Food culture for children is strange and twisted, an ongoing battle for palates everywhere. It’s Us (parents) vs. Them (food companies), with Them winning in a rout. It’s a sad, disturbing reality to know that one of the biggest challenges I’m going to have to overcome is the never ending tidal wave of cartooned cereal boxes and “Kids Menus” at restaurants1.
The odds are stacked against Kathleen and me in this regard. First is the pervasive myth that children’s palates must be catered to as if they were from an alien world where the environment is too hostile to grow anything green. Second is my devastating broken relationship with food2, a neurosis so panic-inducing that I’m legitimately concerned about overcorrecting and poisoning my as-yet-unborn daughter’s mind.
The Myth of the Child’s Palate
I hate the fact that Kids’ Menus are a thing. It’s like restaurants are part of this massive conspiracy dedicated to turning people into the mobility scooter-dependent soda slurping fatwads from Wall-E. Grilled cheese, hamburgers, hot dogs, chicken nuggets, and french fries are ubiquitous, as if those are the only five things humans under the age of 12 are capable of digesting.
But we know, intellectually, that this is a modern– and largely American– phenomenon. For eons, children have eaten the food that their parents ate, and there are cities around the world right now where children have never seen a dinosaur-shaped chicken nugget, much less a Kids’ Menu at Applebee’s.
Somehow, we’ve been conditioned to believe that children will “grow out” of their beige-and-white-food-only phase. In reality, it’s our responsibility as parents to “teach” our children to eat healthful foods beginning from infancy, but this is becoming harder as time goes on. The truth is there is no such thing as kids food or a “child’s palate,” but these concepts are so ingrained in our kids’ behavior and in our culture’s approach to children’s food that it’s hard to come to terms with the fact that these are myths.
The natural resistance that toddlers have to eating new foods is a major barrier that bolsters this myth. It’s an understood early childhood development phenomenon: kids at this age are often powerless to control anything in their lives, and their tenuous grasp of language makes communication a challenge . One of the few things they have absolute control over is what goes in their mouths; it’s power and communication rolled up into the simple action of throwing broccoli food on the floor, and they exercise this tiny bit of power with aplomb.
But there’s more to it than that. Neophobia, the fear of unfamiliar things, is real in children. A child sees something new on her plate and reels in horror. The flavor is unfamiliar and causes her to spit it out onto the plate. But this can be managed3 by continually re-introducing the offending item over and over. It may take 10, 15, or more introductions, but eventually the new food becomes familiar and the child will eat it happily4.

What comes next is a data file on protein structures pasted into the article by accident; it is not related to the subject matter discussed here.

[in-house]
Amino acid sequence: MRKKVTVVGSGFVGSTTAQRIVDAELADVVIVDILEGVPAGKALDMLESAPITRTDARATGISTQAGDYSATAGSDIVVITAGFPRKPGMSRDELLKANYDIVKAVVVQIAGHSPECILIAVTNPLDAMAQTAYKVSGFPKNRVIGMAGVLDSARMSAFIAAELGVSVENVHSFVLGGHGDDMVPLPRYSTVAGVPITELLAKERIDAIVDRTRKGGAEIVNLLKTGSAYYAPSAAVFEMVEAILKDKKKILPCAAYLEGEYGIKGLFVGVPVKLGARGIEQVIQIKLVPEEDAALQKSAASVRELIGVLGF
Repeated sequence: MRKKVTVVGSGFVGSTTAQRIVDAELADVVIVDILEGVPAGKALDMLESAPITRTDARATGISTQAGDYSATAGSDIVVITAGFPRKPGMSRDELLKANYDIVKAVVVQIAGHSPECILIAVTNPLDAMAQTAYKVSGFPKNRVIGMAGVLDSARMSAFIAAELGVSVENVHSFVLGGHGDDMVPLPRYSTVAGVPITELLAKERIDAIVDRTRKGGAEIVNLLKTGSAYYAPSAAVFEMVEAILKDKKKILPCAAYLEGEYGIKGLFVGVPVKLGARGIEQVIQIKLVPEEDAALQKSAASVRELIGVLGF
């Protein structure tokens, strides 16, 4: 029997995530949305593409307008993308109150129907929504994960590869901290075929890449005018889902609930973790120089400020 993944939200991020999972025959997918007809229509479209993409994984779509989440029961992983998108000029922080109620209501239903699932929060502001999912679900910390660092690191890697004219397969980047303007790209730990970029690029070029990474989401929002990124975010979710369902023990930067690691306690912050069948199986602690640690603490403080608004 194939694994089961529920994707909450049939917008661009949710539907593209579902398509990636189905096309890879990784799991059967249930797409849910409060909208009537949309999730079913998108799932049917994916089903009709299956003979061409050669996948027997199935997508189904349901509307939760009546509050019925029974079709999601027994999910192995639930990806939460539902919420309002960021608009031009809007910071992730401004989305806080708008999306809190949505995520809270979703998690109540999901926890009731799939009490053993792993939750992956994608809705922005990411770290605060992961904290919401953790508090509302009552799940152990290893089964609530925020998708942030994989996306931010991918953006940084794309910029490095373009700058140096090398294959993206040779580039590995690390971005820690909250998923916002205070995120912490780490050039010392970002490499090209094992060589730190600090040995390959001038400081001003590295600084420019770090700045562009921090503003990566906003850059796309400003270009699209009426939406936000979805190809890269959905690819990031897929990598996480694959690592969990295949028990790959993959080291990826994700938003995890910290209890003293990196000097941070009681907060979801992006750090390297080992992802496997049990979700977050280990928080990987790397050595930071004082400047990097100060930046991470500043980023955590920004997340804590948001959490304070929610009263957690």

Given how easy it is to get a child to eat something engorged with sugar and fat, it’s understandable why today’s parents acquiesce. It’s challenging to get children to eat healthy foods, and 21st Century parents love to complain about how busy they are, that their chaotic lives don’t leave them the time to prepare the proper nutritious meals our families needs. Except, bullshit. Unless you’re breaking your neck working to just barely keep a roof over your family’s head, you do have the time to build relationships with family and food around the dinner table. Those who don’t are making a conscious choice by prioritizing other things5. Fine if that’s your angle, but don’t complain about how busy you are, just admit that you value whatever it is you’re doing over this crucial component of family life.
There’s a long game to this, one that I am absolutely obsessed with. I don’t want Creature to eat Brussels sprouts because they are “healthy.” I want her to eat them because they are delicious. Building that association, that you should eat the food because you enjoy food, is our responsibility as a family. We want to feature the veggies as desirable dishes, and treat them as such rather than “hiding” the broccoli under a pile of cheese. Roasted Brussels sprouts tossed with kimchi. Kale salad with pickled onions and a homemade balsamic vinaigrette. Cauliflower and raisins with toasted walnuts in a honey-caper vinaigrette. These are versions of veggies that Kathleen and I eat all the time. And we will offer them to Creature repeatedly, insisting she only take a taste each time6. I expect Stanley will get his fair share of these as Creature rejects the brassicas over and over and over again. But eventually, she will reach for them, eat them, possibly even enjoy them. It will just take some time.
Everyone Else Wants You to Have a Fat Child